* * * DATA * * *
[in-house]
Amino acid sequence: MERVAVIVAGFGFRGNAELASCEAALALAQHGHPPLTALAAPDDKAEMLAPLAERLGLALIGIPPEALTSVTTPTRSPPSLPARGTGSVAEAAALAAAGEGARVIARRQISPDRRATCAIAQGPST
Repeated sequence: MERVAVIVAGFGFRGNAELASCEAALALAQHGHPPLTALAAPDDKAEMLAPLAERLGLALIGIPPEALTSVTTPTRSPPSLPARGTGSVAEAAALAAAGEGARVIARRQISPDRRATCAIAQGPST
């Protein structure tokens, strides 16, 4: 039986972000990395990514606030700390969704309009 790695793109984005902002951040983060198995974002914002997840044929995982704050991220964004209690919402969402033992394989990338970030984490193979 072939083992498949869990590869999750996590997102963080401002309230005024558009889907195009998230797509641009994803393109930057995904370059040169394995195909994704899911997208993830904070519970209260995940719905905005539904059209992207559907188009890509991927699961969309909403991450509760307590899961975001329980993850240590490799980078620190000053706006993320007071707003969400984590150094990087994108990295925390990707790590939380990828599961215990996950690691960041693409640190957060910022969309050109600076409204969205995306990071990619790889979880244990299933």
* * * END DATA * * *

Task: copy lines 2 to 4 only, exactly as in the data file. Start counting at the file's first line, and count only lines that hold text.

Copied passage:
Amino acid sequence: MERVAVIVAGFGFRGNAELASCEAALALAQHGHPPLTALAAPDDKAEMLAPLAERLGLALIGIPPEALTSVTTPTRSPPSLPARGTGSVAEAAALAAAGEGARVIARRQISPDRRATCAIAQGPST
Repeated sequence: MERVAVIVAGFGFRGNAELASCEAALALAQHGHPPLTALAAPDDKAEMLAPLAERLGLALIGIPPEALTSVTTPTRSPPSLPARGTGSVAEAAALAAAGEGARVIARRQISPDRRATCAIAQGPST
């Protein structure tokens, strides 16, 4: 039986972000990395990514606030700390969704309009 790695793109984005902002951040983060198995974002914002997840044929995982704050991220964004209690919402969402033992394989990338970030984490193979 072939083992498949869990590869999750996590997102963080401002309230005024558009889907195009998230797509641009994803393109930057995904370059040169394995195909994704899911997208993830904070519970209260995940719905905005539904059209992207559907188009890509991927699961969309909403991450509760307590899961975001329980993850240590490799980078620190000053706006993320007071707003969400984590150094990087994108990295925390990707790590939380990828599961215990996950690691960041693409640190957060910022969309050109600076409204969205995306990071990619790889979880244990299933």